Noel Hynd's website: http://noelhynd.com/


at the park

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spiritual gifts inventory

So I have taken that spiritual gifts inventory test at least a half dozen times in the last 15 years.

I am all for finding and using your gifts......I think this silly little quiz falls very short.

a) I usually cheat. Not like copy off of my neighbor cheat, but answer like I think I should or based on what I think my gifts are.

b) the words are weird and scary and really generic. exhortation, apostleship, sheperding..just to name a few.

c) the paint a pretty small box. I mean I know these words are meant to be broad but sometimes I need specific.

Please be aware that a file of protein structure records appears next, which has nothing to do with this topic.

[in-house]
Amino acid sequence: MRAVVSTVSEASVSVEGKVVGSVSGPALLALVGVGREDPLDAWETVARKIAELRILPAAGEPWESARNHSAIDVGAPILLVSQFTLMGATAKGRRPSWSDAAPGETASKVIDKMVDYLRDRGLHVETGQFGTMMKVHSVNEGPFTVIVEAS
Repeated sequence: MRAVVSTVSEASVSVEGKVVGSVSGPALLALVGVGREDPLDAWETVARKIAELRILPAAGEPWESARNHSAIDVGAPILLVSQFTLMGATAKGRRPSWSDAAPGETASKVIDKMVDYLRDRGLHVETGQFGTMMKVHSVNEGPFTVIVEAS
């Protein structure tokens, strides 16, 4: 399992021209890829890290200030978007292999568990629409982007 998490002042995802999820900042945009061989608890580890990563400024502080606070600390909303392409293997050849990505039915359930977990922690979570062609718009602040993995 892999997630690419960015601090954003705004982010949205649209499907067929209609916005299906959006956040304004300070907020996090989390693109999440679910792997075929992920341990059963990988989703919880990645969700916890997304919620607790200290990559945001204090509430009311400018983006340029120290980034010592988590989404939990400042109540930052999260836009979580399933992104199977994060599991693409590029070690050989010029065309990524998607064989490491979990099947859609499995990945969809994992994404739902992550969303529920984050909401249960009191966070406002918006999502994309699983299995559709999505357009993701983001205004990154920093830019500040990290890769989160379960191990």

when I think of gifts i think of those crazy televangalists shouting "heal", or my friends who can pray without falling asleep or at least the ones that don't worry about what other people are thinking when they pray outloud. i like the idea of hospitality, as long as we do it at someone else's house ( mine is too messy). i want to be a servant, but 75% of the time I just keep driving.

I am usually not "using my gifts". More like I keep them around for special occasions...but sometimes I do. And they aren't necessarily things you might find on a spiritual inventory list. I'd say they would look more like this:



a few photos.

a cup of coffee.

green beans.

a few written words.

gas money.

a bottle of water.

a bathing suit.

muffins.

a really good mix cd.
not exactly things that are going to show up on any inventory, but things that are all well recieved. Apparently it isn't so much about the gift itself, more about how it is given.

sunrise